WARF: P03278US

White Blood Cell Assay for Determining Risk of Sepsis and Other Inflammatory Disorders


Loren Denlinger, Kirk Hogan, Paul Bertics, Kathleen Schell

The Wisconsin Alumni Research Foundation (WARF) is seeking commercial partners interested in developing an assay for identifying individuals with novel genetic mutations related to inflammatory disorders.
OVERVIEWSepsis is a systemic inflammatory response to infection that often leads to low blood pressure, organ failure, and death. Components of Gram-negative bacterial cell walls, such as endotoxin, are a potent trigger of sepsis, and high levels of endotoxin in the blood cause many of its symptoms. The nucleotide receptor P2X7 likely modulates the response of macrophages to endotoxins and may be an indicator of sepsis.
THE INVENTIONUW-Madison researchers have developed a method of rapidly assaying P2X7 pore activity in white blood cells within a sample of whole blood. The white blood cells are labeled and then depolarized in an isotonic depolarizing solution. Next, the cells are mixed with a dye and a P2X7 agonist to activate the pore activity of P2X7. Finally, the cells are mixed with a divalent cation to deactivate P2X7’s pore activity. To quantify P2X7 pore activity, the amount of dye taken up by the labeled cells is compared to the dye uptake in control cells without the P2X7 agonist. The amount of activity may help indicate prognosis and suggest a treatment plan for patients at risk for sepsis or other inflammatory disorders.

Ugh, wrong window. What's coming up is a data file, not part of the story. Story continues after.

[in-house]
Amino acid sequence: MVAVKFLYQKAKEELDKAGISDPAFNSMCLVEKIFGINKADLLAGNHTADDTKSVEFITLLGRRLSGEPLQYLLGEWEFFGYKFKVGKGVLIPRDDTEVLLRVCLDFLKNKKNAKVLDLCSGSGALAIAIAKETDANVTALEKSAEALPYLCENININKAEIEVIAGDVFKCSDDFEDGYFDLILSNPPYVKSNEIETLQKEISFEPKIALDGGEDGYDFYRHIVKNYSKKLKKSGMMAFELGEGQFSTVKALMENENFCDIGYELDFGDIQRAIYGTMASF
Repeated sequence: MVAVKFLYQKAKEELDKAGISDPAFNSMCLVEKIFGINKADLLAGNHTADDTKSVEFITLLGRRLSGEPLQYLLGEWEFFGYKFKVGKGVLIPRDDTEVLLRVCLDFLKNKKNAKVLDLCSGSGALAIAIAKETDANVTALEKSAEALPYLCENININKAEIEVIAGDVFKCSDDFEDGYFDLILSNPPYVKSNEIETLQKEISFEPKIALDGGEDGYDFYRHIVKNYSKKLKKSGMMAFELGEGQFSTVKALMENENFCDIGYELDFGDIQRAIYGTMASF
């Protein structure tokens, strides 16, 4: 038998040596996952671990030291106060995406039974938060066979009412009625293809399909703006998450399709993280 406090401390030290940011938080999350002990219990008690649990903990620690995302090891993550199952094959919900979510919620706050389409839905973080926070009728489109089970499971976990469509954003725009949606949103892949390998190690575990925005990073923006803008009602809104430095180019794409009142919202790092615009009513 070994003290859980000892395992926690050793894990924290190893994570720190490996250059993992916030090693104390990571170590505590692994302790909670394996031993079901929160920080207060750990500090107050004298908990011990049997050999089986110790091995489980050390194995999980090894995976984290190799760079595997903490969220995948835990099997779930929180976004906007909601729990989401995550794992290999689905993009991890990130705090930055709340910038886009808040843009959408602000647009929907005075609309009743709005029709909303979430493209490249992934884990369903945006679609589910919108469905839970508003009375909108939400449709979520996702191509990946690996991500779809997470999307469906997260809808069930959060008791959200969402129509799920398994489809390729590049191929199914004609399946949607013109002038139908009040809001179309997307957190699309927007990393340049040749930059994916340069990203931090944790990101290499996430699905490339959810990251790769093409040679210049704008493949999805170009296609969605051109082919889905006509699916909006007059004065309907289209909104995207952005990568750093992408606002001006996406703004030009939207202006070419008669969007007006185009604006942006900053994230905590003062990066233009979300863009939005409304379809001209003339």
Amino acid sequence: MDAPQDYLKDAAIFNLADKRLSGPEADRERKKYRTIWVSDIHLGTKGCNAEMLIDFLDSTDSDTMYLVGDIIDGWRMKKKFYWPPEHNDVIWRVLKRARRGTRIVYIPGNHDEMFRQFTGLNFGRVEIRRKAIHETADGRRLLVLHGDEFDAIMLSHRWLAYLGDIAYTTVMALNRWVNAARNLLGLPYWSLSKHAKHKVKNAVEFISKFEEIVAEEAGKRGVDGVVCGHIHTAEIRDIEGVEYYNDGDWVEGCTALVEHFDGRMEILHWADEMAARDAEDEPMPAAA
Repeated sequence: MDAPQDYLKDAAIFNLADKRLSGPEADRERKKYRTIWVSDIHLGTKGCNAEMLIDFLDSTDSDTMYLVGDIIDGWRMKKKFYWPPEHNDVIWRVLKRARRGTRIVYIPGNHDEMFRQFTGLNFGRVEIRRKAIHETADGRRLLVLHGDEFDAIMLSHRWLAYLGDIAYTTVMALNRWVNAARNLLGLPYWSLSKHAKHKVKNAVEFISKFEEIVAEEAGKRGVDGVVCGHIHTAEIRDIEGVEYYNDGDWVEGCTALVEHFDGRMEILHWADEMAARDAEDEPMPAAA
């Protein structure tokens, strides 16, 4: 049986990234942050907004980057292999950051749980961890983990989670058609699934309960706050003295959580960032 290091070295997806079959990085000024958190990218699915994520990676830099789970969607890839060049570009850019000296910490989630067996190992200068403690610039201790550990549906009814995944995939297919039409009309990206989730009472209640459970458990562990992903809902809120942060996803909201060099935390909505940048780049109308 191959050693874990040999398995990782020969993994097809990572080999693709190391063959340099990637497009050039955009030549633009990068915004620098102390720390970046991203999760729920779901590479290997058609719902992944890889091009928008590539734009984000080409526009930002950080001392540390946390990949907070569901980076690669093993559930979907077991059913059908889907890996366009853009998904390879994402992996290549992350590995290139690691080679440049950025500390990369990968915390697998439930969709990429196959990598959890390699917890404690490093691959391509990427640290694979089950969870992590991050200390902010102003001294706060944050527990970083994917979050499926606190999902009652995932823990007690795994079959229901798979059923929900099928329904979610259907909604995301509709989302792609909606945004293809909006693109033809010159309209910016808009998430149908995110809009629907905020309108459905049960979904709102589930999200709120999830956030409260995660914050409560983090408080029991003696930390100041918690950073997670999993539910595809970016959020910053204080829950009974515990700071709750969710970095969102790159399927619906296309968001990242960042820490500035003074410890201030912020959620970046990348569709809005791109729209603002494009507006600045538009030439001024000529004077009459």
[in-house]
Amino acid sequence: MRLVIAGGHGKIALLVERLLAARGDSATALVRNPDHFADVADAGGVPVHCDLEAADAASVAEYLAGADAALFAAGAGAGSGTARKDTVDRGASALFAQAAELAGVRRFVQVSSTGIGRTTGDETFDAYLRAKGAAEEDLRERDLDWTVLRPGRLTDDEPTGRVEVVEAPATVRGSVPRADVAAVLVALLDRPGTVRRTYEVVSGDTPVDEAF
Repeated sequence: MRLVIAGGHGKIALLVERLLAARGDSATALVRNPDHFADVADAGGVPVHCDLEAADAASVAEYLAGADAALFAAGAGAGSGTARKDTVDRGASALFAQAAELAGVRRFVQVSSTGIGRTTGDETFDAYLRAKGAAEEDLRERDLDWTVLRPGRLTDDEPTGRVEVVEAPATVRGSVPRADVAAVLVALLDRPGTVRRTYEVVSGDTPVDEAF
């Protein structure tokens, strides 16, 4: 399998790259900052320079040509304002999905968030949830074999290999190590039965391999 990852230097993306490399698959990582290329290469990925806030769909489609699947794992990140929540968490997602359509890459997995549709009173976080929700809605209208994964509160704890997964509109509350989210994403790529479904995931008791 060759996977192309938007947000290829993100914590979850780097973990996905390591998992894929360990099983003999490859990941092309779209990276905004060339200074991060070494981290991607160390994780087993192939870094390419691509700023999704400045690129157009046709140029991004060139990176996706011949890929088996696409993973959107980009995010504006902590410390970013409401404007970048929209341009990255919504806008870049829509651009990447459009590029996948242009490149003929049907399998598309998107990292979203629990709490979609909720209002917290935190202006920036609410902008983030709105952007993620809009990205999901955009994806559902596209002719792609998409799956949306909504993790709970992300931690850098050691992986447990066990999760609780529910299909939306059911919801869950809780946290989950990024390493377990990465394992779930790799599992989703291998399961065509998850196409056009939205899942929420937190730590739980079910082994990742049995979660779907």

• Identifying individuals with novel genetic mutations related to inflammatory disorders including septic shock, tuberculosis, chronic lymphocytic leukemia and asthma
  • Assists physicians in making rapid prognoses and guiding therapeutic interventions for patients at risk for certain inflammatory disorders
  • Requires much smaller volume of whole blood than current assay
  • Requires only standard equipment and no special lab skills
  • Amenable to automation and high throughput processing
  • More sensitive, reliable and robust than current methods
  • No need to isolate and purify white blood cells
For More Information About the Inventors
Contact Information
For current licensing status, please contact Rafael Diaz at or 608-960-9847.
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